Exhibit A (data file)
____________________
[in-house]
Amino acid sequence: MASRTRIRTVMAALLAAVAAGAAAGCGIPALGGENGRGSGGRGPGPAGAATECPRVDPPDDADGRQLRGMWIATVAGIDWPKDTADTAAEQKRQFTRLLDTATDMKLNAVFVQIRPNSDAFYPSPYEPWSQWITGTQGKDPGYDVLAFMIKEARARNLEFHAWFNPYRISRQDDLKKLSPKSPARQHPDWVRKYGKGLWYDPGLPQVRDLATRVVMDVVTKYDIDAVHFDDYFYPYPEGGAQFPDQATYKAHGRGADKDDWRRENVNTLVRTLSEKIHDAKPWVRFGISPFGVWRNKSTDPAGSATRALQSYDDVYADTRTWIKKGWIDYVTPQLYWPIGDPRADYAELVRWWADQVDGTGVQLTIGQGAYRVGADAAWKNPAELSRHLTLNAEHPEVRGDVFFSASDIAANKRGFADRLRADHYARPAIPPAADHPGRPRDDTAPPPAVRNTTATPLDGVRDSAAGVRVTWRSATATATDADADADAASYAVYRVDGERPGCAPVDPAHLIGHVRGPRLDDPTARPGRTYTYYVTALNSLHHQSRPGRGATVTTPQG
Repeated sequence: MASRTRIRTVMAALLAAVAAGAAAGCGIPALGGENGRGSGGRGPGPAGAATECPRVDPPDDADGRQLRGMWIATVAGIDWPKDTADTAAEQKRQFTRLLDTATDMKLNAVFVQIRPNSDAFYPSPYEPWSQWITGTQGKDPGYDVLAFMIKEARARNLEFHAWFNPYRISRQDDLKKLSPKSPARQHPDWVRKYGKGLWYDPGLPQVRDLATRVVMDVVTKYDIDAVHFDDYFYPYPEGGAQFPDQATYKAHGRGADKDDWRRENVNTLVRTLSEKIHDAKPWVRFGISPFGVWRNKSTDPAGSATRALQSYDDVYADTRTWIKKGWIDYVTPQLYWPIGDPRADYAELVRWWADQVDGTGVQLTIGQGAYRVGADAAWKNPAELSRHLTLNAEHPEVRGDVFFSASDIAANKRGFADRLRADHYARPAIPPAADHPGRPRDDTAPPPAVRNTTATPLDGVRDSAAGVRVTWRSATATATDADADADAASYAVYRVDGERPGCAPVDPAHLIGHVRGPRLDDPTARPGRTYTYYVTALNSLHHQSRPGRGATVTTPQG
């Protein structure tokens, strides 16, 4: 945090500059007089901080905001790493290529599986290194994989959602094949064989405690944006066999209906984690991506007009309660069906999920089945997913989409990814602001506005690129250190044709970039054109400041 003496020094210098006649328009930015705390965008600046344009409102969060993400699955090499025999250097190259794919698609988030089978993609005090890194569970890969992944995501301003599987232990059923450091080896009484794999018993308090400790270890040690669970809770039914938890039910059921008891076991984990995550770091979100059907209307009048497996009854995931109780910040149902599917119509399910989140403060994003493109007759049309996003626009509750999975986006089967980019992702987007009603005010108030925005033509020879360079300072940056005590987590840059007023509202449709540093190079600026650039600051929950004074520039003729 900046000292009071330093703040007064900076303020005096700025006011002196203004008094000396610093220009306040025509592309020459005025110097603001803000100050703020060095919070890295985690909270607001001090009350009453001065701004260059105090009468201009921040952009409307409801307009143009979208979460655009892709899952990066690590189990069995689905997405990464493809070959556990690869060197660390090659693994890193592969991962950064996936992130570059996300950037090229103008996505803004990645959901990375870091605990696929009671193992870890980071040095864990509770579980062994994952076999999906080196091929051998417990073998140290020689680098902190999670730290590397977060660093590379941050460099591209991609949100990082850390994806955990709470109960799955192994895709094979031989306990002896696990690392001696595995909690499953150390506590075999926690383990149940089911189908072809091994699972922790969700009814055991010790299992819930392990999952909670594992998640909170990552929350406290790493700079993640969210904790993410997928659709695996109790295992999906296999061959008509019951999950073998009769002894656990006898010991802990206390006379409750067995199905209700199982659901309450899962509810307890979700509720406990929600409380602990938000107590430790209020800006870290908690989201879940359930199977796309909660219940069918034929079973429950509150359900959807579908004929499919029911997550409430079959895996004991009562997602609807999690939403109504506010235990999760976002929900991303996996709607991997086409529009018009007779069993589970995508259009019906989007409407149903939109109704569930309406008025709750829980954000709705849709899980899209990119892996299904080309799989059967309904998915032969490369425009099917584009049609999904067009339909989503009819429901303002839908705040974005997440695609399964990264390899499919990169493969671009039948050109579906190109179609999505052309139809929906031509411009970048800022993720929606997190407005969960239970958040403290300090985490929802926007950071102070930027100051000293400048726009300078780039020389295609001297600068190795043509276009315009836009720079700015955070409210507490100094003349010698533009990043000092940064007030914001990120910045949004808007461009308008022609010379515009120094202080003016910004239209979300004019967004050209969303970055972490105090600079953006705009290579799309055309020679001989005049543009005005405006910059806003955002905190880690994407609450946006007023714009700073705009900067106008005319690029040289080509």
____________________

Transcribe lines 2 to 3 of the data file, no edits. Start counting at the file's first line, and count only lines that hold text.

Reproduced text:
Amino acid sequence: MASRTRIRTVMAALLAAVAAGAAAGCGIPALGGENGRGSGGRGPGPAGAATECPRVDPPDDADGRQLRGMWIATVAGIDWPKDTADTAAEQKRQFTRLLDTATDMKLNAVFVQIRPNSDAFYPSPYEPWSQWITGTQGKDPGYDVLAFMIKEARARNLEFHAWFNPYRISRQDDLKKLSPKSPARQHPDWVRKYGKGLWYDPGLPQVRDLATRVVMDVVTKYDIDAVHFDDYFYPYPEGGAQFPDQATYKAHGRGADKDDWRRENVNTLVRTLSEKIHDAKPWVRFGISPFGVWRNKSTDPAGSATRALQSYDDVYADTRTWIKKGWIDYVTPQLYWPIGDPRADYAELVRWWADQVDGTGVQLTIGQGAYRVGADAAWKNPAELSRHLTLNAEHPEVRGDVFFSASDIAANKRGFADRLRADHYARPAIPPAADHPGRPRDDTAPPPAVRNTTATPLDGVRDSAAGVRVTWRSATATATDADADADAASYAVYRVDGERPGCAPVDPAHLIGHVRGPRLDDPTARPGRTYTYYVTALNSLHHQSRPGRGATVTTPQG
Repeated sequence: MASRTRIRTVMAALLAAVAAGAAAGCGIPALGGENGRGSGGRGPGPAGAATECPRVDPPDDADGRQLRGMWIATVAGIDWPKDTADTAAEQKRQFTRLLDTATDMKLNAVFVQIRPNSDAFYPSPYEPWSQWITGTQGKDPGYDVLAFMIKEARARNLEFHAWFNPYRISRQDDLKKLSPKSPARQHPDWVRKYGKGLWYDPGLPQVRDLATRVVMDVVTKYDIDAVHFDDYFYPYPEGGAQFPDQATYKAHGRGADKDDWRRENVNTLVRTLSEKIHDAKPWVRFGISPFGVWRNKSTDPAGSATRALQSYDDVYADTRTWIKKGWIDYVTPQLYWPIGDPRADYAELVRWWADQVDGTGVQLTIGQGAYRVGADAAWKNPAELSRHLTLNAEHPEVRGDVFFSASDIAANKRGFADRLRADHYARPAIPPAADHPGRPRDDTAPPPAVRNTTATPLDGVRDSAAGVRVTWRSATATATDADADADAASYAVYRVDGERPGCAPVDPAHLIGHVRGPRLDDPTARPGRTYTYYVTALNSLHHQSRPGRGATVTTPQG